Writer Pro is a bit bipolar. On the Mac, the app takes writing to a different level; elevating Markdown and a clean workflow into a smooth running system that is a pleasure to use. But on iOS, it’s a mess with very little reason to appear on your homescreen. And both apps cost $19.95.
And so, I’m conflicted. I like using Writer Pro, but I don’t enjoy using it on both platforms. In addition, new additional information about the developers has appeared, making me feel even worse. So should you spend $20 or $40 on the Writer Pro app system, or is it best to just walk away? Let’s find out. (more…)
I’ve written this review twice now. The first time was in the heat of the moment. I was excited about Knock — a new app that was getting a lot of hype from the usual tech pundits, and I was enjoying it after just a few minutes of use. I was typing wildly like I was on a bender.
But then I told myself to calm down. Knock was cool, yes. But did it deserve my excessive praise? I figured I should let it soak in for a few days and see how it goes; analyze the app and see what solution it solves. And now that I’ve cooled off a bit, what’s the verdict? Well … (more…)
It was a tuesday, and since I got home from the office early that day, I decided to pop into my son’s daycare to take him home. As I open the door, I see him (wearing a fireman’s hat) with two other boys, all crowded around a PC screen. They keep touching the CRT and my son says, “It’s broken.”
The touchscreen — and more specifically, the popularity of the iPhone and iPad — have changed the way we interact with technology. A few years ago, Steve Jobs was insistent that touchscreen computers just weren’t going to take off. But my three-year-old boy says different. And I think he might be right.
Read the rest of the post at iPad.AppStorm.net.
Firing up iPhoto just to pull a few pictures off your iPhone is too much trouble. So is emailing a voice recording to yourself. Videos? Well, they’re big enough, you’ll likely have to sync with iPhoto to get them.
There’s a whole market of tools to help people get files off their iOS devices, and Macroplant — the people behind iExplorer — have just made a free Finder for your iPhone: iBrowse. It’s a simple app that lets you get pictures, videos, recordings, and books off any iPhone or iPad just as easily as you could copy a file off a flash drive.
It’s been a busy week for Apple, with the iPhone 5c and 5s hitting the streets today, only days after iOS 7 was finally released. Apple’s never released two new iPhones at once before, opting instead to simply discount the older model, so it’ll be interesting to see how the new strategy fares in the market.
Macs have to wait a bit longer to get Mavericks, but there’s been a ton of interesting stuff written about Apple this week — from AnandTech’s detailed analysis of the new iPhones to USA Today and Businessweek’s interviews with Apple’s leadership. Here’s the best articles from this week to fill up your weekend reading queue.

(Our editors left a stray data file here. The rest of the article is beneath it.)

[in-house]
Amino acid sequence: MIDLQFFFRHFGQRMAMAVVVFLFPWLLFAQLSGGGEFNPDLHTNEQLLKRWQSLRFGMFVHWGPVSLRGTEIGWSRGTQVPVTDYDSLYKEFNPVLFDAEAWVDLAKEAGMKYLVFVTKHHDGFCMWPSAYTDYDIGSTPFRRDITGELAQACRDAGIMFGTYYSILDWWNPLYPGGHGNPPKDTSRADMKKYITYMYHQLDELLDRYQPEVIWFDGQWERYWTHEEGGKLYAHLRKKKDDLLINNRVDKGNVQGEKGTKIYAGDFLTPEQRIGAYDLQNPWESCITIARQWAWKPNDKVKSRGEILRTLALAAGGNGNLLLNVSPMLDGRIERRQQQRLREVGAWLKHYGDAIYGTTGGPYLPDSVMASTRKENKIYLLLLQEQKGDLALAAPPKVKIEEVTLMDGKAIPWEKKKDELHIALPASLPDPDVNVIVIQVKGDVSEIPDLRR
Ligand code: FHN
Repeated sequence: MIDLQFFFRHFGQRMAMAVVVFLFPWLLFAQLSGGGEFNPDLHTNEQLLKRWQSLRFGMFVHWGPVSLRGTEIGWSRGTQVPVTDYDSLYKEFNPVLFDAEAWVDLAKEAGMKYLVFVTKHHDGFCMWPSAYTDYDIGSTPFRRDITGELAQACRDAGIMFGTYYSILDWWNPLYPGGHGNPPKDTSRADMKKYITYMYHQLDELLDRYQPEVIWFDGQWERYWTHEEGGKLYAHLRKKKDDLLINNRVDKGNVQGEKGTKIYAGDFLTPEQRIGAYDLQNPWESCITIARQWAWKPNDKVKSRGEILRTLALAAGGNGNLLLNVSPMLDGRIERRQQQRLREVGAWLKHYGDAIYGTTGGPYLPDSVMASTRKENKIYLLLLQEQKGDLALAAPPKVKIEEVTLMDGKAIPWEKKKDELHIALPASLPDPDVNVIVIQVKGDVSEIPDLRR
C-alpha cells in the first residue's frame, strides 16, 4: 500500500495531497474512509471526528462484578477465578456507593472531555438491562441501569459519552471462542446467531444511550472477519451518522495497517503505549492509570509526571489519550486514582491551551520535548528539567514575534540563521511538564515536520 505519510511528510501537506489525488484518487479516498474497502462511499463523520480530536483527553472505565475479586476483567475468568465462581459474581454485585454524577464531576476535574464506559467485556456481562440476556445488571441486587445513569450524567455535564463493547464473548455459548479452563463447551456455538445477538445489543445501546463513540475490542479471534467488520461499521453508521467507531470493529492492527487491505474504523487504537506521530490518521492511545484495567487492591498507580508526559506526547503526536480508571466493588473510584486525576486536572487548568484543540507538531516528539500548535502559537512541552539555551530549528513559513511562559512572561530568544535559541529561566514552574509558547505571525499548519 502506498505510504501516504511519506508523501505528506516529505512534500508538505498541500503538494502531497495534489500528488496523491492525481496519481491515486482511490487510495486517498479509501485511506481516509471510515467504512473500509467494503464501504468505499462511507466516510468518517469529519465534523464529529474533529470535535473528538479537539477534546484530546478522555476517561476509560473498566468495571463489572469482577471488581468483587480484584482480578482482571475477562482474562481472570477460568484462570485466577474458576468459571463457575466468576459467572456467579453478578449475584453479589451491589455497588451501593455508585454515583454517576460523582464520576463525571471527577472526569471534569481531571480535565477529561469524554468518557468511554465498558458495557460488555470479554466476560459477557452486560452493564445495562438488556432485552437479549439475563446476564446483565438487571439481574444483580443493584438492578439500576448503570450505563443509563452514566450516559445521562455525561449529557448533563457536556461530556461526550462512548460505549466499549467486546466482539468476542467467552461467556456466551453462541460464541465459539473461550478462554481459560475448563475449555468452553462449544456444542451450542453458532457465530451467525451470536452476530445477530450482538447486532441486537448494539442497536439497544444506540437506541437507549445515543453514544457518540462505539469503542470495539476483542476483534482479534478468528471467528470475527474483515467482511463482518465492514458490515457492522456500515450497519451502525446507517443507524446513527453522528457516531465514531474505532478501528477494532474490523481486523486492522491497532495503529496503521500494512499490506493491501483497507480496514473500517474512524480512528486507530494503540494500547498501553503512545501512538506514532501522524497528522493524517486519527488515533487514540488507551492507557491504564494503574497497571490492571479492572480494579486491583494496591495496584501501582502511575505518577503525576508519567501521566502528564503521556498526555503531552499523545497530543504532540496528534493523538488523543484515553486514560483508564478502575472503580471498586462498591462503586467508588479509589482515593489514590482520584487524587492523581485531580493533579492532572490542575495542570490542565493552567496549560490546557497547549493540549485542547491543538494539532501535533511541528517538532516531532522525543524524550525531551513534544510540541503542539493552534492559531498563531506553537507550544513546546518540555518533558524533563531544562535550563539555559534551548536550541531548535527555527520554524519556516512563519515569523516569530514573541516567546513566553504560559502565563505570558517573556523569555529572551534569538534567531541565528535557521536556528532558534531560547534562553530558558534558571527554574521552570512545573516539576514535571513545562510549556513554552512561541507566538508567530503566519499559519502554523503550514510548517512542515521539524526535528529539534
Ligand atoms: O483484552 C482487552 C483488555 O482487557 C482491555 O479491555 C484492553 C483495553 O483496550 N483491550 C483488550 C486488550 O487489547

Phone calls — the original electronic communications, after the telegraph anyhow — are still an important part of life today. We might take our calls on pocket-sized supercomputers, but they’re still phone calls. And there’s nothing more annoying than having to break out of your work to reach in your pocket and take a phone call. Plus, if you want to call someone whose number you found online, it’s annoying you can’t just copy the number and call it directly without using having money in Skype.
That’s all changed, now, with the new app Dialogue. Rather than routing all of your calls over the internet, it lets you use your phone — any phone with Bluetooth 2.0 or newer, not just an iPhone — directly through your Mac. Here’s how. (more…)
Developers, bloggers, anyone who uses iOS screenshots, lend me your ears! For too long have iOS screenshots been published with embarrassingly low battery percentages and times that reveal the nocturnal nature of the author. In some cases, you are virtually contract-bound to have your screenshot prepared in a certain way and, of course, if Apple can have every one of its own screenshots timed to a minute of each other, so can you!
In Mac OS X 10.7 Lion, Apple introduced what appeared to be a pretty promising feature called AirDrop. The goal was simple: to let you simply share files across your local network without the need for emails, flash drives, or complicated setups. Unfortunately, despite their efforts to bring the Mac and iOS to some level of feature parity, over two years later, AirDrop is still a Mac only feature.
Enter Instashare, an app which claims to be “AirDrop for iOS and OSX”, and plans to add Windows and Android versions in the near future. So, did the developers behind Instashare really beat Apple at their own game? Read on to find out!